The current generation of Macs and MacBooks runs on the intel chipsets, along with the T2 chip which is a security-oriented co-processor that provides hardware-level security. Apart from security benefits, it also serves a bunch of other purposes like streaming 4K DRM protected content, physically disconnecting the mic after closing the lid of Mac. But, the irony is that this security chip isn’t secure anymore as security researcher Niels Hofmans has found a security flaw that can be used to hack Mac.
According to Niels Hofmans, the T2 security chip is based on the Apple’s A10 Bionic processor which was vulnerable to the checkm8 exploit that was used to jailbreak iPhones. Apple’s T2 chip is, similarly, vulnerable to the same exploit which can be used to hack the T2 chip.
Well, the checkm8 exploit is not alone capable to bypass T2’s security protocols as the laptop enters into Device Firmware Update (DFU) mode as soon T2 chip detects some abnormality and restores the software and the firmware of the device with a fatal error. But, the T2 chip is also vulnerable to another exploit known as BlackBird that can be used along with checkm8 exploit to bypass the check and gain complete access of the system.
Also Read: Apple Confirms ARM Chips for Mac – WWDC 2020
Once an attacker has access to the T2 chip, they will have complete root access and kernel execution privileges, which, basically, means the attacker will gain complete control of your Mac but the files encrypted using FileVault 2 will be safe at first but attackers can use a keylogger to steal passwords since the T2 chip is responsible for the keyboard access.
Hoffman also claims that this method can be also used to bypass Apple’s Find My Device which means you won’t be able to even lock your Apple device remotely if it gets misplaced or stolen and a firmware password won’t help because it requires keyboard access which is managed by the T2 chip itself.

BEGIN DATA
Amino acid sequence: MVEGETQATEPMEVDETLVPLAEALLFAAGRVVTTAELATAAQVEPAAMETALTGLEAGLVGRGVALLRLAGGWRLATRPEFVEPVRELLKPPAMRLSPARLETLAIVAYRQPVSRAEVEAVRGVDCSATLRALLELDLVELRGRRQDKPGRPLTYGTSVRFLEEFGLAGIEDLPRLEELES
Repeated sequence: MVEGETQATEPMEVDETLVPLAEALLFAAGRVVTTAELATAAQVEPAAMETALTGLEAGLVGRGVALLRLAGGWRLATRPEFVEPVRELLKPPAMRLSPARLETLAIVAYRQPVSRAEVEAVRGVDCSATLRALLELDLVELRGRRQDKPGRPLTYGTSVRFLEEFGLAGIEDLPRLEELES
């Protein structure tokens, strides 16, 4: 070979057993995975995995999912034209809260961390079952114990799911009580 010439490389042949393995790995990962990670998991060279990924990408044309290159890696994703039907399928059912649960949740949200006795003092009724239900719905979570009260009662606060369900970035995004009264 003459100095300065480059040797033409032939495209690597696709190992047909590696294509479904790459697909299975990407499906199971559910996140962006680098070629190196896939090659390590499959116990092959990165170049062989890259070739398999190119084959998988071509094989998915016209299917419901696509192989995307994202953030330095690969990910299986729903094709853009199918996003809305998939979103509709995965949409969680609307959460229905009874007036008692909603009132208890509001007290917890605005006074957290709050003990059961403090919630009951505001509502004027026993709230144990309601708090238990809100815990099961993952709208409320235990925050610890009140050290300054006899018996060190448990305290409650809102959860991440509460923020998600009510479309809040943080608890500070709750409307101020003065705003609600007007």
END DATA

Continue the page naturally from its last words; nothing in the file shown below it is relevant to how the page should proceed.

This exploit is not patchable that means Apple won’t be able to rectify this with any future software upgrade if somehow your computer gets attacked then you will have to reinstall bridgeOS on your T2 chip using Apple Configurator.
The attacker needs a hardware connection with the Mac which can be done using some malicious or specially-crafted USB-C cable.
How does it affect your Mac?
Well, you can’t just leave your Mac opened or even closed (this should be done in general) anywhere because any Mac or MacBook left unattended could be hacked by someone who can just connect a USB-C cable, reboot it, and then run Checkra1n 0.11.0.
This also opens doors for authorities for new investigation tools that could provide access to suspects’ Macs and MacBooks to retrieve needed information that would have not been possible in normal cases.
What can you do to protect your Mac or MacBook?
Well, the only way to exploit the T2 chip as of now is through any hardware connection so the best you can do is to keep an eye and just don’t insert any unverified USB-C device.
Niel Hoffman says that he tried to contact Apple multiple times but he never heard back from them and at last, he tried to inform Apple’s CEO, Tim Cook, about this exploit but he never got any reply from him. He suggests that Apple has no plans to accept this issue publicly which made him reveal this to the masses.
Hoffman also says that his sources have suggested that much more bad news is on its way and he quoted “Be afraid, be very afraid“.
You can read the full report on ironPeak services.